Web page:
NB! When deciding the level of harm you must consider occupants sleeping on the premises

(3)    Determine the risk rating

Using the results from (1) and (2) above use the table below to determine the risk rating.

Potential consequences if a fire was to occur  Vs Risk of a fire occurring  Slight harm  Moderate harm  Extreme harm
  Low  Trivial risk  Tolerable risk  Moderate risk
  Medium  Tolerable risk  Moderate risk  Substantial risk
  High  Moderate risk  Substantial risk  Intolerable risk

Accordingly, it is considered that the risk to life from fire at this building is:

  • Trivial
  • Tolerable
  • Moderate
  • Substantial
  • Intolerable 

(4)    Determine the Action level and timescale

Using the risk rating from (3) use the table below to determine the action level and timescale.

Risk LevelAction required and timescale
TrivialNo action is required and no detailed records need be kept, however the situation should be monitored regularly.
TolerableNo major additional controls required, however the situation requires ongoing monitoring and there may be a need for consideration of improvements that involve minor or limited cost.
      ModerateIt is essential that efforts be made to reduce the risk. Risk reduction measures should be implemented within a defined time period and ongoing monitoring is required.NOTE!! Where moderate risk is associated with consequences that constitute extreme harm, further assessment may be required to establish more precisely the likelihood of harm as a basis for determining the priority for improved control measures.
SubstantialConsiderable resources may have to be allocated to reduce the risk. If the building is unoccupied, it should not be occupied until the risk has been reduced. If the building is occupied, urgent action should be taken.
IntolerableBuilding (or relevant area) should not be occupied until the risk is reduced.

Step 3 continued – Remove and Mitigate the Risk

If the existing fire safety measures are assessed as inadequate action must be taken to remove or reduce any fire hazards where possible in order to reduce the risks identified. For example:

  • Replace highly flammable materials with less flammable ones
  • Make sure you separate flammable materials from sources of ignition
  • Ensure the smoking ban is enforced
  • Reduce evacuation times and escape route lengths
  • Provide additional escape routes
  • Install additional fire alarm call points
  • Improve fire signage
  • Consider installing active fire fighting systems e.g. sprinklers
  • Appoint fire wardens
  • Increase programs of fire safety training

Step 4 – Record the findings, produce an Emergency Plan, instruct, inform and train

In this step you must record, plan, instruct, inform and train. You will need to record the fire hazards identified in step 1 and the people at risk identified in step 2. You must also record the action you took under step 3.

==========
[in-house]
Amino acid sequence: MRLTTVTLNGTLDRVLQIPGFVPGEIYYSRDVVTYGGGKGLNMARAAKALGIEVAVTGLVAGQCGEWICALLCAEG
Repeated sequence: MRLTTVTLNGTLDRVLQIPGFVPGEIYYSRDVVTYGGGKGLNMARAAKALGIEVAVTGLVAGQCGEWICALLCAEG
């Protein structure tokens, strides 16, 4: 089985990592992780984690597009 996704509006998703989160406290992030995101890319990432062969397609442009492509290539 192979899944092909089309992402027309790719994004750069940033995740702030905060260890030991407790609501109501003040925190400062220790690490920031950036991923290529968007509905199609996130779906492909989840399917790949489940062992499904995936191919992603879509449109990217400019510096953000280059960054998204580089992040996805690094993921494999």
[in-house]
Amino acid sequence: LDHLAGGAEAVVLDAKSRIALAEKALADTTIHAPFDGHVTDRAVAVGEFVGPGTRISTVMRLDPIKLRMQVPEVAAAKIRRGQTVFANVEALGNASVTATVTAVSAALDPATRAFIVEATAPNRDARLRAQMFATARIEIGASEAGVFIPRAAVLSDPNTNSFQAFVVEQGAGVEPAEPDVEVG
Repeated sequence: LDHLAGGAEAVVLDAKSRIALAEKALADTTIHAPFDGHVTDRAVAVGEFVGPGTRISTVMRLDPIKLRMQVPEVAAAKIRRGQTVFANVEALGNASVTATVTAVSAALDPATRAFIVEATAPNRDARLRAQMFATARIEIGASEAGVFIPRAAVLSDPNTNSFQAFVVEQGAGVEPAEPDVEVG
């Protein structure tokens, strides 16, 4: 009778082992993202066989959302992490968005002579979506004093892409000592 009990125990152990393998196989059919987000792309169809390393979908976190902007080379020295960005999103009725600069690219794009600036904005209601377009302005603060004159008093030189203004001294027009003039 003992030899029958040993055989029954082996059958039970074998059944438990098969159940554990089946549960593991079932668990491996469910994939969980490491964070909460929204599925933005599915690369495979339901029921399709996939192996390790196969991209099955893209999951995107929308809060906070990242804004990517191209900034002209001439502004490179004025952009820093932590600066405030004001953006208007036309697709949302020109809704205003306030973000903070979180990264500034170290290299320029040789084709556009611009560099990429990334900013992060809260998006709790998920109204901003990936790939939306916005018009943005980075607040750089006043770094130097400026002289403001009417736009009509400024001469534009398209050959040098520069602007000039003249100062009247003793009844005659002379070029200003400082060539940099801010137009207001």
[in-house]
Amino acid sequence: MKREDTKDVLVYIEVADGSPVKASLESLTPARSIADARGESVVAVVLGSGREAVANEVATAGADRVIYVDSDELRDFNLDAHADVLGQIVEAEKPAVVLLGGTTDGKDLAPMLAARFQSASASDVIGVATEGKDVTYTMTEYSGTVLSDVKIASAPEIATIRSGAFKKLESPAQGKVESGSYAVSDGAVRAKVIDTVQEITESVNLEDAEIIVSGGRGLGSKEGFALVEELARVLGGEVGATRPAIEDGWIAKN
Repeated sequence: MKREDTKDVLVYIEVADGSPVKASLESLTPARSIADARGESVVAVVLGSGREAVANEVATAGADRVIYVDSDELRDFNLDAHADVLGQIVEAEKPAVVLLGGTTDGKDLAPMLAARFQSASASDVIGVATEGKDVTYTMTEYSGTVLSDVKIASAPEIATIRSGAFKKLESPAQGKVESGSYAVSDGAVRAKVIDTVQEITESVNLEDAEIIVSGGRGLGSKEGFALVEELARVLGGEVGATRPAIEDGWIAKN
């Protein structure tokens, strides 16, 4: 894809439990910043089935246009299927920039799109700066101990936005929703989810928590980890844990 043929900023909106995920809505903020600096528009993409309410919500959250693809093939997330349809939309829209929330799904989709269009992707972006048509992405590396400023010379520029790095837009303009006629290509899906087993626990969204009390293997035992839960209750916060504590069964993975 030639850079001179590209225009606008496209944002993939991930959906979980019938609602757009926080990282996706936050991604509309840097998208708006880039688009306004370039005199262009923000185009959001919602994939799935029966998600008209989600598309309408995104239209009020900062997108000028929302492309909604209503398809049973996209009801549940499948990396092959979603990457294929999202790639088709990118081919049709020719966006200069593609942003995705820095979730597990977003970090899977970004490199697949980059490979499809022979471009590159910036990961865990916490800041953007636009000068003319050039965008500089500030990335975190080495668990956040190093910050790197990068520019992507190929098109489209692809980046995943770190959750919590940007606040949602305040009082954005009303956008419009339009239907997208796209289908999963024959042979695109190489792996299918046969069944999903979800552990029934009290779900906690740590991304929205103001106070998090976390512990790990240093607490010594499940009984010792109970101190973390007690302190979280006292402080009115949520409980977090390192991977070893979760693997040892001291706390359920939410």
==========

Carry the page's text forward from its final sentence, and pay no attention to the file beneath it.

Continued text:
This information must be recorded using the corporate fire safety risk assessment form appropriate for your premises. The following are available:

  • Offices
  • Educational Premises
  • Sleeping Accommodation
  • Residential Care Premises
  • Small and Medium Place of Assembly
  • Large Places of Assembly

Contact the Safety Section on (020) 8545 3384 for advice if you are carrying out a fire risk assessment for premises that do not fall under any of the above. You will also need to make an emergency plan, tailored to your premises.

It should include the action that you need to take in a fire in your premises or any premises nearby.

Please see section below for details on emergency plans.

You will need to give employees and others enough information, instruction and training about fire risks in the premises and the fire safety procedures to mitigate those risks. Some, such as fire marshals, will require more thorough training.

Step 5 – Arrange to regularly review the assessment

You must make sure the fire-risk assessment is up to date and valid. You will need to re-examine your fire-risk assessment if you suspect it is no longer valid, such as after a near miss and every time there is a significant change to the level of risk in your premises. Other factors affecting the frequency of review may include:

  • Type, layout and nature of the premises
  • Type and number of people using the premises
  • Type, location, layout of plant and equipment
  • Changes to the premises, people, plant and equipment
  • Materials stored on site
  • Increase in the quantity of materials stored on site
  • Storage of new materials
  • Processes and procedures carried out on site
  • Changes in shift patterns particularly new night shifts

Common pitfalls in the fire risk assessment process

As with any assessment process there are common pitfalls to be avoided includes:

  • Carrying out a risk assessment in retrospect in an attempt to justify a decision that has already been made
  • Using a generic assessment when a site-specific assessment is needed
  • Carrying out risk assessment using inappropriate practices
  • Not involving a team of people in the process. A team approach to risk assessment should be adopted whenever possible. Pooling the knowledge, skills, expertise and experience of a range of people with different perspectives should ensure comprehensive coverage of all fire hazards
  • Failure to identify all hazards
  • Failure to consider all possible outcomes
  • Failure to consider the hierarchy of controls
  • Failure to implement control measures
  • Not doing anything with the results of the risk assessment e.g. failure to implement control measures
  • Failing to pass on the results of the risk assessment to those covered by it.